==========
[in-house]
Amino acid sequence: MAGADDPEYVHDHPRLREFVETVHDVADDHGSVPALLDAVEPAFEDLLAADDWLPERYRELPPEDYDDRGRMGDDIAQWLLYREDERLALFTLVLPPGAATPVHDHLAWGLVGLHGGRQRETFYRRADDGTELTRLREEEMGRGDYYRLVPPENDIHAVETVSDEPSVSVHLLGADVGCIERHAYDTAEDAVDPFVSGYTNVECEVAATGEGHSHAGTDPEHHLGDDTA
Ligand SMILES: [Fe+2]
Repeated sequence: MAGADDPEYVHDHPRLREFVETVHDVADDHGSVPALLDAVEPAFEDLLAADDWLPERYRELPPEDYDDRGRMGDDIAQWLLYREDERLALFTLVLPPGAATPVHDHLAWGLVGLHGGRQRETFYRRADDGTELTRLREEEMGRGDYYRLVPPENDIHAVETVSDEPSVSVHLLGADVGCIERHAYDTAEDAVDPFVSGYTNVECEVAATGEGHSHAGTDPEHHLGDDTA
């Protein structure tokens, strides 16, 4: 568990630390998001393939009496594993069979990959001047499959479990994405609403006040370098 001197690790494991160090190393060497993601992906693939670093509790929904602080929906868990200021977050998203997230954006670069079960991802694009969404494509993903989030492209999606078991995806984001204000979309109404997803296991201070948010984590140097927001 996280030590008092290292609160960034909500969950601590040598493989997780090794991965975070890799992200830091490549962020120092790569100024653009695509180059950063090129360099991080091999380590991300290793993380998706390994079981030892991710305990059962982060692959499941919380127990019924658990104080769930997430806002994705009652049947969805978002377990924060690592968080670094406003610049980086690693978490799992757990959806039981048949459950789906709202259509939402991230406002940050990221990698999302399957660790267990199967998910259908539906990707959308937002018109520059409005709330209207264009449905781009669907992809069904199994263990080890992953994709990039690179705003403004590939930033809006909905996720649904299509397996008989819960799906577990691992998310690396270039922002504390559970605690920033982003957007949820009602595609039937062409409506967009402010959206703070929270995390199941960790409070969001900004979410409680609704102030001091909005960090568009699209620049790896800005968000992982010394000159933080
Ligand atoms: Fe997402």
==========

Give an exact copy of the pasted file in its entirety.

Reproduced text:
[in-house]
Amino acid sequence: MAGADDPEYVHDHPRLREFVETVHDVADDHGSVPALLDAVEPAFEDLLAADDWLPERYRELPPEDYDDRGRMGDDIAQWLLYREDERLALFTLVLPPGAATPVHDHLAWGLVGLHGGRQRETFYRRADDGTELTRLREEEMGRGDYYRLVPPENDIHAVETVSDEPSVSVHLLGADVGCIERHAYDTAEDAVDPFVSGYTNVECEVAATGEGHSHAGTDPEHHLGDDTA
Ligand SMILES: [Fe+2]
Repeated sequence: MAGADDPEYVHDHPRLREFVETVHDVADDHGSVPALLDAVEPAFEDLLAADDWLPERYRELPPEDYDDRGRMGDDIAQWLLYREDERLALFTLVLPPGAATPVHDHLAWGLVGLHGGRQRETFYRRADDGTELTRLREEEMGRGDYYRLVPPENDIHAVETVSDEPSVSVHLLGADVGCIERHAYDTAEDAVDPFVSGYTNVECEVAATGEGHSHAGTDPEHHLGDDTA
């Protein structure tokens, strides 16, 4: 568990630390998001393939009496594993069979990959001047499959479990994405609403006040370098 001197690790494991160090190393060497993601992906693939670093509790929904602080929906868990200021977050998203997230954006670069079960991802694009969404494509993903989030492209999606078991995806984001204000979309109404997803296991201070948010984590140097927001 996280030590008092290292609160960034909500969950601590040598493989997780090794991965975070890799992200830091490549962020120092790569100024653009695509180059950063090129360099991080091999380590991300290793993380998706390994079981030892991710305990059962982060692959499941919380127990019924658990104080769930997430806002994705009652049947969805978002377990924060690592968080670094406003610049980086690693978490799992757990959806039981048949459950789906709202259509939402991230406002940050990221990698999302399957660790267990199967998910259908539906990707959308937002018109520059409005709330209207264009449905781009669907992809069904199994263990080890992953994709990039690179705003403004590939930033809006909905996720649904299509397996008989819960799906577990691992998310690396270039922002504390559970605690920033982003957007949820009602595609039937062409409506967009402010959206703070929270995390199941960790409070969001900004979410409680609704102030001091909005960090568009699209620049790896800005968000992982010394000159933080
Ligand atoms: Fe997402």